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Re: dh_python and python policy analysis


        OK, I see I have to dot the i's and cross the t's for this
 case here.  So, here is the scenario: package python-foo packages a
 public pure python module.  Package bar imports the module
 foo. Package baz is a package not yet written that would be written
 for Python2.6 that would also need module foo, but only when
 we actually get python2.6. Let us also have a package bar-baz that is
 written for python2.5.

        Also, ket us assume the module foo would work for versions
 2.3, 2.4, 2.5 -- but in the yet unreleased version 2.6, stuff
 changes, and module foo would not be compatible as written.  OK? 

        State of Python at the start of the thought experiment: current
 is 2.3, available is also 2.4, and let us pretend no one has
 heard of 2.5 or 2.6 yet.

        With me so far? 

        Now we have two policy proposals, A, and B. A decrees that
 python-foo depends on python, ad has no provides. Policy B requires
 that python-foo also provide python2.3-foo and python2.4-foo.

        The following transition events occur.

 1) Python 2.5 is added.
        policy A                            policy B
    no upload. python-foo recompiled        Upload python-foo, adding
   for 2.5                                  provides for 2.5

        No transition for package bar       package bar-baz must wait
        or bar-baz                          the upload.

 2) Default python version changes to 2,4  
 3) Python2.3 is dropped.
        policy A                            policy B
    no upload.                              Upload python-foo, removing
                                            provides for 2.3
 4) Python 2.6 is added.
   Here there are two cases. Either module foo can't be written at all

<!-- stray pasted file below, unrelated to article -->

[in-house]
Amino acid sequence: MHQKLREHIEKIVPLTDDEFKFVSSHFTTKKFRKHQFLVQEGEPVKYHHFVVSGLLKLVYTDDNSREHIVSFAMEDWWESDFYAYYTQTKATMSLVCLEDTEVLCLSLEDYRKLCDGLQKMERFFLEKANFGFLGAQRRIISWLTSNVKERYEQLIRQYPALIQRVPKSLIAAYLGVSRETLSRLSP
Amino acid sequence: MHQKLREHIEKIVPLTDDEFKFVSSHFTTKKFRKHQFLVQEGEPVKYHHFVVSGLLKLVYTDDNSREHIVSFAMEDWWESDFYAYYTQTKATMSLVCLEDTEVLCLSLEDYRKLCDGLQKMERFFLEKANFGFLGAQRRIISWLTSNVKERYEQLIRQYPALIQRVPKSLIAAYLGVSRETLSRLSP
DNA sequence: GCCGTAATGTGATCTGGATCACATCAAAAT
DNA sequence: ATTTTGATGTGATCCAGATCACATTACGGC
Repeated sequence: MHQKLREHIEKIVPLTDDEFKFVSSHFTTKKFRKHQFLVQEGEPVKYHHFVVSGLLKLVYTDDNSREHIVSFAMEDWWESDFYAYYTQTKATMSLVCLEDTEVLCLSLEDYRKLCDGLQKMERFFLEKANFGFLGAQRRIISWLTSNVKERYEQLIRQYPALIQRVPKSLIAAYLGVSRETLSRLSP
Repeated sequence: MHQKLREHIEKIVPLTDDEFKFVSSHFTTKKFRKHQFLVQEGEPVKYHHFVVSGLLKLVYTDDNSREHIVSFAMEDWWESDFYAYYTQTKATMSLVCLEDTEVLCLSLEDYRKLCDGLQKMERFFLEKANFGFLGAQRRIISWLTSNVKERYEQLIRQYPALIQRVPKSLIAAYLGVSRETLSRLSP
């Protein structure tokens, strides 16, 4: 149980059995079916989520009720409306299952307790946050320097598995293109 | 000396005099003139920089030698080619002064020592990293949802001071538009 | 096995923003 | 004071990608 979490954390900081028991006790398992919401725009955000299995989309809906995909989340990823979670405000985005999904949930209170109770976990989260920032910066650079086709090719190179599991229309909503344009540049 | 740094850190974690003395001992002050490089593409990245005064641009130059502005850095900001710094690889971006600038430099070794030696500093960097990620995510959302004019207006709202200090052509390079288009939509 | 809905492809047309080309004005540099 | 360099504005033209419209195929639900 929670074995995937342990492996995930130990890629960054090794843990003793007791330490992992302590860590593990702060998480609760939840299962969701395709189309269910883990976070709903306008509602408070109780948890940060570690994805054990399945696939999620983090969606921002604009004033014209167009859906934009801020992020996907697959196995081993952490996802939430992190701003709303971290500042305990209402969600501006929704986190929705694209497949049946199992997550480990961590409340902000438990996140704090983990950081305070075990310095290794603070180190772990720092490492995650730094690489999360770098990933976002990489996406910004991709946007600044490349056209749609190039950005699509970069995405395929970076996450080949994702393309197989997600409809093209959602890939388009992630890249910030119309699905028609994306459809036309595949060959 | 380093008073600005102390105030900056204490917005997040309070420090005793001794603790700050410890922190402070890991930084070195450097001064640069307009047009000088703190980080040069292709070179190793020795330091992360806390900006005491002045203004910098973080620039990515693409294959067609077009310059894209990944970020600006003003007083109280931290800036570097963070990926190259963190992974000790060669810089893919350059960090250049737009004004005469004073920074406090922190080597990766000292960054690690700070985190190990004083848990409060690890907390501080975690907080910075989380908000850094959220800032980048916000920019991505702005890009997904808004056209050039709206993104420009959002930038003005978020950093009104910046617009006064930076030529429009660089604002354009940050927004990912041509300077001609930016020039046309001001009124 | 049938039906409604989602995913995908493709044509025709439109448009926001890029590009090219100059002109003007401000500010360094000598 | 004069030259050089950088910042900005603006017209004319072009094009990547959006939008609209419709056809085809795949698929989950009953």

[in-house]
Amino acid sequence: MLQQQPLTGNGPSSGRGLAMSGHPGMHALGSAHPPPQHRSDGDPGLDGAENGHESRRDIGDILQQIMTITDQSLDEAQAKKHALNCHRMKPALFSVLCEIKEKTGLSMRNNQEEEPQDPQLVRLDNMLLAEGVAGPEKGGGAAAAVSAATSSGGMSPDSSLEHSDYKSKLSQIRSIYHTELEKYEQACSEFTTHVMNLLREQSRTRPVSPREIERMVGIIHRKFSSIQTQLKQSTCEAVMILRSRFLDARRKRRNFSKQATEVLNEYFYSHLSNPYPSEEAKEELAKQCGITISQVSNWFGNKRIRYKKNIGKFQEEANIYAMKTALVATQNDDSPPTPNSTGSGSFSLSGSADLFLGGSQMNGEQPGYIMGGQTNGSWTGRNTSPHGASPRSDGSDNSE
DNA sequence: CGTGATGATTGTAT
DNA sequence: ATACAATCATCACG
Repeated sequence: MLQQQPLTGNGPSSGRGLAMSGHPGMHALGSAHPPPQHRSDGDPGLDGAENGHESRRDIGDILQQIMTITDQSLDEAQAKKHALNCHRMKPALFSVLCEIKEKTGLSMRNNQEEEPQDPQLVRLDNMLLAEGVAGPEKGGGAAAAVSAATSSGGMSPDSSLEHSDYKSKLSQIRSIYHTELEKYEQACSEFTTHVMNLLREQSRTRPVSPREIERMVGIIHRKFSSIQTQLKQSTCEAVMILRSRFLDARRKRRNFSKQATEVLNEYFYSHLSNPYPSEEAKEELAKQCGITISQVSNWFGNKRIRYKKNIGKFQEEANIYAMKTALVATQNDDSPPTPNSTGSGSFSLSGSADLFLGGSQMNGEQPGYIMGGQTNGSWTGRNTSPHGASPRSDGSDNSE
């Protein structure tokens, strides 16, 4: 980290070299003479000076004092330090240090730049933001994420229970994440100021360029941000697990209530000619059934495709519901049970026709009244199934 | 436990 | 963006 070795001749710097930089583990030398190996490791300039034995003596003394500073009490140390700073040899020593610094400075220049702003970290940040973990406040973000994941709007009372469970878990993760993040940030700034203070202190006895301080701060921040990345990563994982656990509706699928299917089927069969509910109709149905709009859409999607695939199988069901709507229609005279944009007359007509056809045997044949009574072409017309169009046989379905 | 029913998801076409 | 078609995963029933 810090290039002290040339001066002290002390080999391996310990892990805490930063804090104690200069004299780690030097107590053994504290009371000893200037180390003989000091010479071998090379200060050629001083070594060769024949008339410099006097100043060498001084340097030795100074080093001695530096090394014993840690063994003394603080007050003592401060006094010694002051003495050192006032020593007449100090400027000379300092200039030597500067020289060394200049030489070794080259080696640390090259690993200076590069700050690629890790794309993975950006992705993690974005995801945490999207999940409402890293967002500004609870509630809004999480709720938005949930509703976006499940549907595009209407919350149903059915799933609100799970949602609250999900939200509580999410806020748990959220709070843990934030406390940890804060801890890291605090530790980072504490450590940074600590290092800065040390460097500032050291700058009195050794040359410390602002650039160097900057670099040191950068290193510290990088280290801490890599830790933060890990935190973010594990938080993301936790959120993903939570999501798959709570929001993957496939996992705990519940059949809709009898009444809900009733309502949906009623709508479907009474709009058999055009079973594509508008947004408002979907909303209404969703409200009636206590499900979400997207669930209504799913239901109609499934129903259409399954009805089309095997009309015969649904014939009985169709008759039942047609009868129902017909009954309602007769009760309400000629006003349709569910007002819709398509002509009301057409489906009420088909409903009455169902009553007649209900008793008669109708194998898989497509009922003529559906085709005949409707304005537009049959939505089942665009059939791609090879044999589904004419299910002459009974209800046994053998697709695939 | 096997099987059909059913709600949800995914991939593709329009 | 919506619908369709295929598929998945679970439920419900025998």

for version 2.6, or it the same functionality can be provided with
   a code change, perhaps hidden behind a version conditional.

        How often have people seen a regression in Python that
 something that was doable for version N can't be done at all in
 version N + 1?

 4a)  foo can be coded for version 2.6
     Policy A                                 policy B
    Package uploaded, with the changed       Package uploaded, with the
    source. package baz has to wait          changed  source, and with
                                             the provides.  Package
                                             baz has to wait.
 4b) foo can't be written for version 2,6, or will take time, and
     support for 2,6 is dropped (at least for the moment)
     Policy A                                 policy B
    Package uploaded, with provides,     Package uploaded, with provides
    Packages bar, bar-baz, and baz       Package baz has to wait.
    (rdepends python-foo) informed of
    the provides. Need to upload the

        Now, most pure python packages will never see option 4 at all;
 and those that do, a number  will be case 4a.

        Even for the case of 4b, there is time to do the transition
 for packages bar and bar-baz -- until 2.6 becomes the default, there
 is no critical bug in bar or bar-baz.

        Now take this to every single pure python module package in
 Debian, multiply with the upload by default for every single
 addition or removal of python packages, and you can see that adding
 more work in the corner case 4b is worth not having to upload
 packages multiple times by default.

I used to be Snow White, but I drifted. Mae West
Manoj Srivastava   <srivasta@debian.org>  <http://www.debian.org/%7Esrivasta/>
1024D/BF24424C print 4966 F272 D093 B493 410B  924B 21BA DABB BF24 424C

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